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Boat Hole

For a long time, not much happened. A month, or more, of digging every day, of watching the tides, of prying and bumping, resulted in a bigger hole. He was creating a slipway. He had to move, what, a ton and a half of boat. One guy. Impossible.

Then, one morning after a good tide, a miracle. Spirit did move and flipped her keel. Now, with a very high tide, she might get to the sea. And, a week later, she actually floated. Another week and she was off the beach. Not quite in deep water yet, but getting there.

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I spend a month and a half rooting for the digger. I admire his spirit. He persevered to save his home. I’ve never seen someone work so hard, fight such ridiculous odds, under ridiculous circumstances. I guess it happens more often that I know. Perseverance is what humans are good at. It defines us. I always liked the Stan Rogers song, ‘The Mary Ellen Carter’. It tells a tale a bit like this one, about people getting on with it. Doing what they have to do. The song cheers us on when we face adversity — And Like the Mary Ellen Carter rise again…rise again. Good luck to you 5 gallon!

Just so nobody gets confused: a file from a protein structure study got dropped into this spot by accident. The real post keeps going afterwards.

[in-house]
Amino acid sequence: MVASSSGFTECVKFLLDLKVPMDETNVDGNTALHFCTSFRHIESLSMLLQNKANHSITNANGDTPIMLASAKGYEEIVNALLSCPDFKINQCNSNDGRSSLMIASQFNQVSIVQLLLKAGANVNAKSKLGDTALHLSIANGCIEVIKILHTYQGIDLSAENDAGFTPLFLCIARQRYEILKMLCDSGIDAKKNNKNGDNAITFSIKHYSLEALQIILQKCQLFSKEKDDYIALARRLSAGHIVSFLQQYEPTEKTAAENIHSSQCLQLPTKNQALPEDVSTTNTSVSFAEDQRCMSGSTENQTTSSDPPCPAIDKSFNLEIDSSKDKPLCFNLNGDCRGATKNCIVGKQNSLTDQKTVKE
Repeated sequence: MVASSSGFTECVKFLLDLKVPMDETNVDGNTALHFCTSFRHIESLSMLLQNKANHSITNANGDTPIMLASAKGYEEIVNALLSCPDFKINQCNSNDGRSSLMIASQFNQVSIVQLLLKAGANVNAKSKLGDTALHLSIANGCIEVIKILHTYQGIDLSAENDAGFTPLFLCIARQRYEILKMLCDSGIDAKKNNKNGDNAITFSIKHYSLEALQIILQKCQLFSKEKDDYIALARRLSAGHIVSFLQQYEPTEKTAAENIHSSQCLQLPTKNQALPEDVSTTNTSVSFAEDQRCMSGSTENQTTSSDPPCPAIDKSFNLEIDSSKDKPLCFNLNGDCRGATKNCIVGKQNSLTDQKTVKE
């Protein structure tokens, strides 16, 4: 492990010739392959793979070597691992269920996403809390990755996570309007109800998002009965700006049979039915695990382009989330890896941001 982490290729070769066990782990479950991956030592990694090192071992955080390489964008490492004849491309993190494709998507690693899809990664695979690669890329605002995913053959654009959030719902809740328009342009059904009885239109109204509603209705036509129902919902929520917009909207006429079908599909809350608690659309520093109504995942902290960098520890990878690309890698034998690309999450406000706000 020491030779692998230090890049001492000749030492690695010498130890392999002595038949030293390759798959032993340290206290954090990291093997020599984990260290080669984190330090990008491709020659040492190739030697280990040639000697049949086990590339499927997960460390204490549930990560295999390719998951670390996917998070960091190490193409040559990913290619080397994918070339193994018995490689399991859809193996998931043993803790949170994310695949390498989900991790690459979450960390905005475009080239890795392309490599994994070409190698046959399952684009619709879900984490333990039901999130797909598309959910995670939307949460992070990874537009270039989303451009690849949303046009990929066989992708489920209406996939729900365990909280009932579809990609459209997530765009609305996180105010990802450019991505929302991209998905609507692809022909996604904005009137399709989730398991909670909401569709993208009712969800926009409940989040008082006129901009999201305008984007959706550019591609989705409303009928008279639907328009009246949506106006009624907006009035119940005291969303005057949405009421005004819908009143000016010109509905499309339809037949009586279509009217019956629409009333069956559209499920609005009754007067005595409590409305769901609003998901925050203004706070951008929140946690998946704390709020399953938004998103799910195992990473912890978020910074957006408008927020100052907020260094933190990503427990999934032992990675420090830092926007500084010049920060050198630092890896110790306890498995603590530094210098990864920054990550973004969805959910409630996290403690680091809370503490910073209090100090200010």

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Spirit – well and truly ‘off the beach’

 

 

 

 

 

 

 

 

Estero San Jose (Los Cabos, Mexico)

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San Jose River Estuary

I took a long hiatus and finally published the third book in my Archie Stevens Mystery series. This one is called Raven Creek. Now, I’m back with nature, mixing birding with a family vacation in San Jose de Los Cabos. I head for the San Jose River estuary every morning just after sunrise. It’s a quiet time, the temperature is perfect, and the birds are active.